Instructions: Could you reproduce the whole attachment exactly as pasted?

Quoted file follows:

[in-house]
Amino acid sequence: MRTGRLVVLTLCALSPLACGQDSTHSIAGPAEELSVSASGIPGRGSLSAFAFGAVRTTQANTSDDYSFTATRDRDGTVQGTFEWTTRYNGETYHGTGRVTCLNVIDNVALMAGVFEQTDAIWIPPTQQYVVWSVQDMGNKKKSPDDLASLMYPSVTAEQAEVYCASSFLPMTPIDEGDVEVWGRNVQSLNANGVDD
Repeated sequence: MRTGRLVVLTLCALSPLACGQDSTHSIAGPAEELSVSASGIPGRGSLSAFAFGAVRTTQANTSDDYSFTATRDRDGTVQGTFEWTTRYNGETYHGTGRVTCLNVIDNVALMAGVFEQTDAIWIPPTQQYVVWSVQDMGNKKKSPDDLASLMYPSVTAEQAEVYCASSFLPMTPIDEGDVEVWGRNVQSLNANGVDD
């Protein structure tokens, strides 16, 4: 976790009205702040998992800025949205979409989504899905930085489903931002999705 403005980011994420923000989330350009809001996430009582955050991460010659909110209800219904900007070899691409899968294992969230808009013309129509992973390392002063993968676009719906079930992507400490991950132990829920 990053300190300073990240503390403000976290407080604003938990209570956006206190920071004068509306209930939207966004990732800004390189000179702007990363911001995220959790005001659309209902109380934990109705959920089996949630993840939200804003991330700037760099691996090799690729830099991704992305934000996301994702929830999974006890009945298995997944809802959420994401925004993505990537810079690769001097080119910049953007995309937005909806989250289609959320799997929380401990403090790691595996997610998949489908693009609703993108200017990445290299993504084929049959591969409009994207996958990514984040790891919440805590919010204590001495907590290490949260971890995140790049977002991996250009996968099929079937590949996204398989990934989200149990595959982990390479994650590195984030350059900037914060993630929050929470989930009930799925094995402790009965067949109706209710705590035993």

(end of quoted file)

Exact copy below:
[in-house]
Amino acid sequence: MRTGRLVVLTLCALSPLACGQDSTHSIAGPAEELSVSASGIPGRGSLSAFAFGAVRTTQANTSDDYSFTATRDRDGTVQGTFEWTTRYNGETYHGTGRVTCLNVIDNVALMAGVFEQTDAIWIPPTQQYVVWSVQDMGNKKKSPDDLASLMYPSVTAEQAEVYCASSFLPMTPIDEGDVEVWGRNVQSLNANGVDD
Repeated sequence: MRTGRLVVLTLCALSPLACGQDSTHSIAGPAEELSVSASGIPGRGSLSAFAFGAVRTTQANTSDDYSFTATRDRDGTVQGTFEWTTRYNGETYHGTGRVTCLNVIDNVALMAGVFEQTDAIWIPPTQQYVVWSVQDMGNKKKSPDDLASLMYPSVTAEQAEVYCASSFLPMTPIDEGDVEVWGRNVQSLNANGVDD
């Protein structure tokens, strides 16, 4: 976790009205702040998992800025949205979409989504899905930085489903931002999705 403005980011994420923000989330350009809001996430009582955050991460010659909110209800219904900007070899691409899968294992969230808009013309129509992973390392002063993968676009719906079930992507400490991950132990829920 990053300190300073990240503390403000976290407080604003938990209570956006206190920071004068509306209930939207966004990732800004390189000179702007990363911001995220959790005001659309209902109380934990109705959920089996949630993840939200804003991330700037760099691996090799690729830099991704992305934000996301994702929830999974006890009945298995997944809802959420994401925004993505990537810079690769001097080119910049953007995309937005909806989250289609959320799997929380401990403090790691595996997610998949489908693009609703993108200017990445290299993504084929049959591969409009994207996958990514984040790891919440805590919010204590001495907590290490949260971890995140790049977002991996250009996968099929079937590949996204398989990934989200149990595959982990390479994650590195984030350059900037914060993630929050929470989930009930799925094995402790009965067949109706209710705590035993």